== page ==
Snowstorms and all manner of events tried to sidetrack my visit to the American Repertory Theater’s production of The Glass Menagerie. After much ado I managed to go with one friend and meet another for a 2pm matinee on a snowy Saturday in February. I am not a theater critic – if you want to read a brilliant review of this play Ben Brantley is your man. I’m writing because it created a moment in my life I won’t soon forget. My memory of the play was of Kate Hepburn’s eccentric and rather monstrous Amanda Wakefield and a kind of over-the-top Streetcar Named Desire-ish play – sort of like watching a deep south train wreck in slow motion. I did not reread it or watch the movie again because I wanted to experience it in as new a way as possible – I knew that Tennessee Williams, Arthur Miller and Eugene O’Neill were all jumbled up in my head and decided I liked it that way. I wanted that trip far into the 20th century where Depression recession and repression could only play out on stage. I went for a glimpse of the past; what I got was a glimpse of the future.
Well. The extraordinary directing, casting, set direction and interpretation of the play made it into something entirely different from what I expected. Cherry Jones portrayed Amanda in a way that showed her as eccentric but primarily a concerned and overwrought single mother of two nearly grown children with vulnerabilities that are all too clear to her. It was a beautifully rendered story that was not played out as it usually is – as a melodrama – but simply as a drama. Funny, poignant, spare, brilliant. It left my heart full, but intact. My companion sat with her hands folded tightly together much of the time, and I knew that the younger child, Laura (a lovely, delicate Celia Keenan-Bolger), was vulnerable in a way that was distinctly familiar to both of us – painfully shy and fixated on her glass menagerie and the music from the victrola. Zach Quinto’s Tom leaves the heaviest subtexts of his character to our own experience and imagination – that his writing is a passion too intense for him to pursue at home and what he escapes to is forbidden in the eyes of Amanda; that is all we need to know. A big surprise for me was Brain J. Smith’s gentleman caller, who comes across more sensitive, earnest and engaging than I ever gave that character credit for. Where once I saw him as obsequious and callous – an Eddie Haskell type or a little creepy, like Michael Moriarty played him – this performance leaves us knowing that though he may have hurt Laura, he may have helped her, too. We are sorry to see him go but not sorry he came to call.
A word about the set and costumes. Everything is suggested – nothing in this production clobbers you but you are treated to a quiet gasp every now and then by the staging and the props. The dresses, especially, look they are made for paper dolls, with flat surfaces and unfinished trim that give us credit for being able to fill in the details given to us by hands and voices.
It was the talkback afterward that did me in. I thought we were going to hear from the director, but all 4 four cast members strode out in their street clothes and sat a few feet in front of us in the center aisle. I don’t even remember what the question was but Cherry Jones started to speak about her view of Amanda as a single mother, displaced from her deep south home and desperately worried about what is to become of her younger child when she’s gone – how she impresses upon her older child the need to assure the younger is cared for not because she is a monster but because she is deeply anxious and thus sometimes too controlling. And then she said she is sure there are mothers out there whose children are disabled who can empathize with Amanda, and she felt it was important to portray her that way. I lowered my head and was completely overcome. I sat there like a fool, wracked with sobs and wishing to God I had come to see it alone. It was one thing to be aware of the subtext, but to have Cherry Jones spell it out four feet away from me was more than I could bear. I was sandwiched between my two companions in the middle of the row – there was no escape. I remain thoroughly mortified.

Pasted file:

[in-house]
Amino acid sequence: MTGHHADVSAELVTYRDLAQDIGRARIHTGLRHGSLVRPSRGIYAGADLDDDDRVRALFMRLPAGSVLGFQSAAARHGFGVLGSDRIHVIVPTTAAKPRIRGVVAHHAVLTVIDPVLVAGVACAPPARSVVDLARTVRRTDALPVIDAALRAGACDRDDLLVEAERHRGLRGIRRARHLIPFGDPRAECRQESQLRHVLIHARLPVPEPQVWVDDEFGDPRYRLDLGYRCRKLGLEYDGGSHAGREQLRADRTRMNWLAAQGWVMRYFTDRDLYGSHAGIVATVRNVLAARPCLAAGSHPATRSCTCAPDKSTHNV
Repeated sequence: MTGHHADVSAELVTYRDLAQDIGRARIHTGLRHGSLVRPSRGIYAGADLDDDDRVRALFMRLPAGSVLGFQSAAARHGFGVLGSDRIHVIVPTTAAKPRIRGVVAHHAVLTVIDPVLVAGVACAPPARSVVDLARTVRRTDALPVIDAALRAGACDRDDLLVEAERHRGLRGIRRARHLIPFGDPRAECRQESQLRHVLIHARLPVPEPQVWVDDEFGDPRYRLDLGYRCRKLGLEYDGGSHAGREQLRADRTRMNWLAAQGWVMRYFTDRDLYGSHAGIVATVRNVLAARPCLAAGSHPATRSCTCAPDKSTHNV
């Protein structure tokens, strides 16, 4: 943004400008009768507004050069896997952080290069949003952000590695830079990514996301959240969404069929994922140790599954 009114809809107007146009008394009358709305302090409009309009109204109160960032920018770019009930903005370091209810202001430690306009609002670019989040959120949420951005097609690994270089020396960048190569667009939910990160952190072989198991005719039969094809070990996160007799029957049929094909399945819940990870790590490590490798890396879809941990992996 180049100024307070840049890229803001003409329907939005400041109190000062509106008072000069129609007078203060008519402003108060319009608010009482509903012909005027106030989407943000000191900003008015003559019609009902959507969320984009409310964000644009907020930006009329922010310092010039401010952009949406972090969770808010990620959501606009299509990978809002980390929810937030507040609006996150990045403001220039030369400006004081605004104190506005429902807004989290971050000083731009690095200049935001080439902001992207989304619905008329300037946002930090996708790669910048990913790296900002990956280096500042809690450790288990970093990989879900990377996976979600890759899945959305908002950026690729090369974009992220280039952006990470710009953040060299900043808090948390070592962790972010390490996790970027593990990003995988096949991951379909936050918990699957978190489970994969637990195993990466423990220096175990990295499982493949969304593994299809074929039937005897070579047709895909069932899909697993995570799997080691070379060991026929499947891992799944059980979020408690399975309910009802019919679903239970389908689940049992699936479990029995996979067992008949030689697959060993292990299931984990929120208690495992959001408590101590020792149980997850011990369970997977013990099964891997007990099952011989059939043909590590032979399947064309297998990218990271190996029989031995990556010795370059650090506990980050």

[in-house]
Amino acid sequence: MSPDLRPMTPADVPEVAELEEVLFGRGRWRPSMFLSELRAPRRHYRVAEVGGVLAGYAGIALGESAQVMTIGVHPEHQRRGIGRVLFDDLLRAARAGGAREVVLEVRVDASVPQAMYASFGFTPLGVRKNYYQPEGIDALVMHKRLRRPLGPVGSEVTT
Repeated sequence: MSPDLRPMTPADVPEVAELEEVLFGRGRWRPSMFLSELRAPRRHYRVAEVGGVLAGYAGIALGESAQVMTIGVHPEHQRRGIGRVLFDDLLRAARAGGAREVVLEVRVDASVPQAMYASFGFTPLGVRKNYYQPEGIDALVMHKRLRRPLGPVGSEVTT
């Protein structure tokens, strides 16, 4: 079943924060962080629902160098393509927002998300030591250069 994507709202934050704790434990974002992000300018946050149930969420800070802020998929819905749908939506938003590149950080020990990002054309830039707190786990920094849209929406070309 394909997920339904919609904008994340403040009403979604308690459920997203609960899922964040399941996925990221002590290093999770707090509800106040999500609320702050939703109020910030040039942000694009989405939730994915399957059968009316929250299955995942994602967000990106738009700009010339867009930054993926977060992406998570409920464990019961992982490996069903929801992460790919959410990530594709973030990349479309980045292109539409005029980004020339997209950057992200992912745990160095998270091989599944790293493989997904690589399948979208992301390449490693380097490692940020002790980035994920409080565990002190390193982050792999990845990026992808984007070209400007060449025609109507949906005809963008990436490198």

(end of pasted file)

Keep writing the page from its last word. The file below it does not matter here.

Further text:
If I hadn’t had to drive home I would have headed for the nearest martini. I knew my companions well enough to know that, beyond profuse apologies, we would talk about it later. I stood in the lobby waiting for them to get their coats and I was standing alone when Ms. Jones rushed out to usher family members backstage. I was using the moment to collect myself and when she passed me I looked away. I don’t know if she saw my reaction to her remarks or not but it was pretty hard to miss as I was three rows back but directly in her line of sight when she spoke. Collecting myself took not moments but days. Looking back I can feel the layers of insulation I have built around that afternoon, where so many moments of my life met together in a single room and were voiced by a singular, brilliant actor with a stellar ensemble cast.